GANGNEUNG, South Korea (AP) — One by one, some of the biggest names in figure skating tumbled to their backsides inside Gangneung Ice Arena, the opening day of their Pyeongchang Olympics program going nothing like planned.
Patrick Chan of Canada hit the deck first. Nathan Chen of the U.S. followed him. Russian skater Mikhail Kolyada was next, falling twice during his short program as part of the team competition.
They all had a readily available excuse: early-morning starts.
You see, figure skating has long been among the most popular Winter Olympic sports in the United States, driving the massive TV ratings for which broadcast partner NBC paid billions. So with a 14-hour time difference to the East Coast, the decision was made to conduct figure skating competitions in the morning, allowing them to be televised live in prime time to an American audience.
That should be great for NBC. Great, too, for the American fans, who won't have to avoid the news or social media platforms and run the risk of spoiling a tape-delayed event.
It's not so great for the skaters.
"I did a few simulations in the morning and I was like, 'That was rough,'" said Adam Rippon, who will tackle the team free skate for the U.S. on Monday. "I've been getting to bed really early and waking up a few hours before practice, just to kind of move the day forward."
Competition is scheduled to begin at 10 a.m. local time, so that means athletes are setting their alarm clocks and coffeemakers for 5 a.m. That gives them about an hour to wipe the sleep from their eyes, get dressed and board the bus to the arena for 7 a.m. practice.
Then, they have to sit around a couple of hours until their moment in the spotlight. There isn't enough time to head back to their rooms, so most pass the time trying to rest and relax, often listening to music and going through their programs in their minds.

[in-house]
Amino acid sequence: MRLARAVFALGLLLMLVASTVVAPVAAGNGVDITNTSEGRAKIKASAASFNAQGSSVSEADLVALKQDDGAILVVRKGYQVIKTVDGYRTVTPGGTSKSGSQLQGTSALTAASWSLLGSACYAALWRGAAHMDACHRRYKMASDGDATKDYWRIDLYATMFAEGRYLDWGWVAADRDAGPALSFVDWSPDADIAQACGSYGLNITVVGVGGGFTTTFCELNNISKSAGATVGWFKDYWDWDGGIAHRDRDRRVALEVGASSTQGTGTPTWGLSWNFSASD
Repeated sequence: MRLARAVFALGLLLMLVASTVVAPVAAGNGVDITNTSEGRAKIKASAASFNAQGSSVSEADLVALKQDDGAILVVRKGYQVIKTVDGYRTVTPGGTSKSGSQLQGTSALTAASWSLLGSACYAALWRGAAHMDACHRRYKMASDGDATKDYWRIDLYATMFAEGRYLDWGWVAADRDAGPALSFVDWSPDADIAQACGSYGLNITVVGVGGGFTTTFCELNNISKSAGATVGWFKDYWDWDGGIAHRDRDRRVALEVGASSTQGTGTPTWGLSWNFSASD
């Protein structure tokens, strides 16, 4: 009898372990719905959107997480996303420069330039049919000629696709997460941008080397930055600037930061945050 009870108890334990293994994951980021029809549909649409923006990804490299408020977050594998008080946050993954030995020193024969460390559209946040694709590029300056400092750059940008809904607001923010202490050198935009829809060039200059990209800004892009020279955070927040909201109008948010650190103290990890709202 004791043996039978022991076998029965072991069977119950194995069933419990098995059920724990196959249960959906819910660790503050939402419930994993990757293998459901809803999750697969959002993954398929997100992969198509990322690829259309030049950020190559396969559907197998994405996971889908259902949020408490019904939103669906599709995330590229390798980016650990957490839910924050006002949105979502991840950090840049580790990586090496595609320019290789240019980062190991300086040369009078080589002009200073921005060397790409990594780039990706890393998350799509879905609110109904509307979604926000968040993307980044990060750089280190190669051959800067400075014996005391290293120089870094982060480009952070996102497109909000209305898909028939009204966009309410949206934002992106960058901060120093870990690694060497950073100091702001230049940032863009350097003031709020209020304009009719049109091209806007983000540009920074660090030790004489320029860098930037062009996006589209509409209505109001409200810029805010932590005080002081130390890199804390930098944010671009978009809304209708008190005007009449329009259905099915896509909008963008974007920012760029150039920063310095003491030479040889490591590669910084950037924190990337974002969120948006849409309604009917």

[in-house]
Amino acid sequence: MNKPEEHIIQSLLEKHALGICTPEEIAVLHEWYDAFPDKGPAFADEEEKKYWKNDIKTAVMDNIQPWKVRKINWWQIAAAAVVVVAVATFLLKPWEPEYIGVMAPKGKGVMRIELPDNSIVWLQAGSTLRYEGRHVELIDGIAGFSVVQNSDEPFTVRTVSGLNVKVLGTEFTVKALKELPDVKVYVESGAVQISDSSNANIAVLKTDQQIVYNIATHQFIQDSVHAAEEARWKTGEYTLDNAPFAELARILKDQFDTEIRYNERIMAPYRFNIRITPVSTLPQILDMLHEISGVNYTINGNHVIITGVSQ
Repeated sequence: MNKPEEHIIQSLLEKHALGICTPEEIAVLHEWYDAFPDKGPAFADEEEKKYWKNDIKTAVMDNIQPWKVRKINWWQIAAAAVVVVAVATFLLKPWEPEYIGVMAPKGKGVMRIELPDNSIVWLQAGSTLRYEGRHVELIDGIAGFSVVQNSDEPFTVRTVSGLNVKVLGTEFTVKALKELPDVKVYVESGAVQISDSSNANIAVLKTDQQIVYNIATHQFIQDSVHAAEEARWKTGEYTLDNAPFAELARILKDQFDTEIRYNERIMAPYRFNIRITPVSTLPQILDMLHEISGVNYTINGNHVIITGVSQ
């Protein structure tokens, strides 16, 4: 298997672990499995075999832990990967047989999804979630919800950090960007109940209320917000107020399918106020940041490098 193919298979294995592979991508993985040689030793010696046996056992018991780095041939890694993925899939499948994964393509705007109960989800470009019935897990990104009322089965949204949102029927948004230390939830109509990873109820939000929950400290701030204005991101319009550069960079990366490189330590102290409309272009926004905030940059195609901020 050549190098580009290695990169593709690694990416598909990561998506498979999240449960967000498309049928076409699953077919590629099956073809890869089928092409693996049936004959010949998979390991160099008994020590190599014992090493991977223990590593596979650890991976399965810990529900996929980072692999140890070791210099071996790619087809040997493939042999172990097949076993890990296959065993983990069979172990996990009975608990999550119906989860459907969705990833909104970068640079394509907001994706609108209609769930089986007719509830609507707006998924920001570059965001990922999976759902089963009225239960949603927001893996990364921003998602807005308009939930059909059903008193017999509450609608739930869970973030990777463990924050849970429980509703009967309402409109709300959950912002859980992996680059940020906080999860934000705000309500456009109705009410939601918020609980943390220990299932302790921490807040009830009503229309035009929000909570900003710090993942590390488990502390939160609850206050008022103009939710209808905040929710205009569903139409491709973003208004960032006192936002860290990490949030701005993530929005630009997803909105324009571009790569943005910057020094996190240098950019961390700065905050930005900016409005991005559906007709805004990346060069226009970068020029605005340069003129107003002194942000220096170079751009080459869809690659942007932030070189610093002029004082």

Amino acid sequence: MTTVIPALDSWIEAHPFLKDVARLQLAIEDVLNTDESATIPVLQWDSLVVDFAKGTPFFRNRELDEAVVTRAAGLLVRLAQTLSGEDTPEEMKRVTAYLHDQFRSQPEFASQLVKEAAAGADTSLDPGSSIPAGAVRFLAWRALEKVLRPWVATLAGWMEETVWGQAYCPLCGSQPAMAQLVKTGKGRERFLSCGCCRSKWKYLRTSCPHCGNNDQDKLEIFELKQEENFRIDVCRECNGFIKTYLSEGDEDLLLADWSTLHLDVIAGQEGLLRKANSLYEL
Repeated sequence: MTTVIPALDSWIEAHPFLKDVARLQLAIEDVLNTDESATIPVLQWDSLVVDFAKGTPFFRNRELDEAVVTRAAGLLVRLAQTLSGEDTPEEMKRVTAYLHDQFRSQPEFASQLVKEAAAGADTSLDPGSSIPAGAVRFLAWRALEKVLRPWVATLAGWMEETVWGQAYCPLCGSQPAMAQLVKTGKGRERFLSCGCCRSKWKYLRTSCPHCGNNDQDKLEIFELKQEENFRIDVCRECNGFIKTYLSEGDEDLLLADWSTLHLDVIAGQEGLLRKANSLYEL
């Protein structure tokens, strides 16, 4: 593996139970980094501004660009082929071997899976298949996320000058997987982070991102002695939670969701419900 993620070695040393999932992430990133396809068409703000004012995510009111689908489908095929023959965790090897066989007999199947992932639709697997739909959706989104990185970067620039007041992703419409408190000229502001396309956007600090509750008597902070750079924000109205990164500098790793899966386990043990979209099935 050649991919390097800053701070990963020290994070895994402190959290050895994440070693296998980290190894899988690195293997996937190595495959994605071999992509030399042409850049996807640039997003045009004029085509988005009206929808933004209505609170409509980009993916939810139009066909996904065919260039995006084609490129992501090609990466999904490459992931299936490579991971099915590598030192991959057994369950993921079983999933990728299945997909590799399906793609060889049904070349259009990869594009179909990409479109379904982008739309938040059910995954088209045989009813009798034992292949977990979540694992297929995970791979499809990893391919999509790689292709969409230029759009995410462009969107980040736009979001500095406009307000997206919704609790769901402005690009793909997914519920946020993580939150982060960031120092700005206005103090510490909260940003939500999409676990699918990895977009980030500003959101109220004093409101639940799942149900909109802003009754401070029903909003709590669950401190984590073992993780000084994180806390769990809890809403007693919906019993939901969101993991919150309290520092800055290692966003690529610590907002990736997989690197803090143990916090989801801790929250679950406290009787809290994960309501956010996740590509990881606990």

"A 7 a.m. practice is a little rough. Spent a lot of time here (at the rink)," said Chen, whose arsenal of quads has made him a favorite in the men's competition, but whose shaky performance in his short program during the team competition included a dramatic fall on his triple axel.
"I'll use this to learn from it for the rest of the Olympics," he said.
Figure skaters are accustomed to practicing in the morning; Italian skater Carolina Kostner said she actually prefers it. But usually that means getting to the rink at about 9 a.m., and usually they have an entire afternoon to rest and recover before the evening's competition.
That's not the case during these Winter Olympics.
"It is always more difficult when you have an early practice and then the competition takes place two hours later," said Bruno Massot, who along with Aliona Savchenko is favored to win the pairs event next week. "Maybe that schedule is good for the TV but not for the athletes."
Massot and Savchenko have reason to be wary. Like the men who floundered Friday, Savchenko fell on a throw triple flip during their short program for Germany in the team competition.
"Not the most usual schedule," French ice dancer Guillaume Cizeron conceded. "I hope jetlag helps a bit, because when we go to Asia we usually wake up pretty early. But you know, we'll train for it. We've been practicing more often in the morning. We don't really have a choice.
"We can't ask to move it. Someone has to compete in the morning and this time it's our turn."
Russian ice dancer Dmitri Soloviev and his partner, Ekaterina Bobrova, flew to Japan in January so they could acclimate to the time change. The rest of the so-called Olympic Athletes from Russia likewise adjusted their training schedules so they would be prepared for the early mornings.
"The human body and mind can adapt to pretty much anything. We'll have time to adapt," said Evgenia Medvedeva, one of the favorites in the women's competition. "I don't think there'll be a problem."
The men probably didn't anticipate problems, either.
Then they stepped on the Olympic ice to compete, and one by one they stumbled through cringe-worthy short programs. The only solid skates came from Israel's Alexei Bychenko and Japan's Shoma Uno.
"It's a double-edged sword," Chan said of the unusual schedule. "For me going to the rink, it made it seem very relaxed — 'OK, this is kind of like a training day in a way.' You can't expect too much in the morning. You have to take it step by step."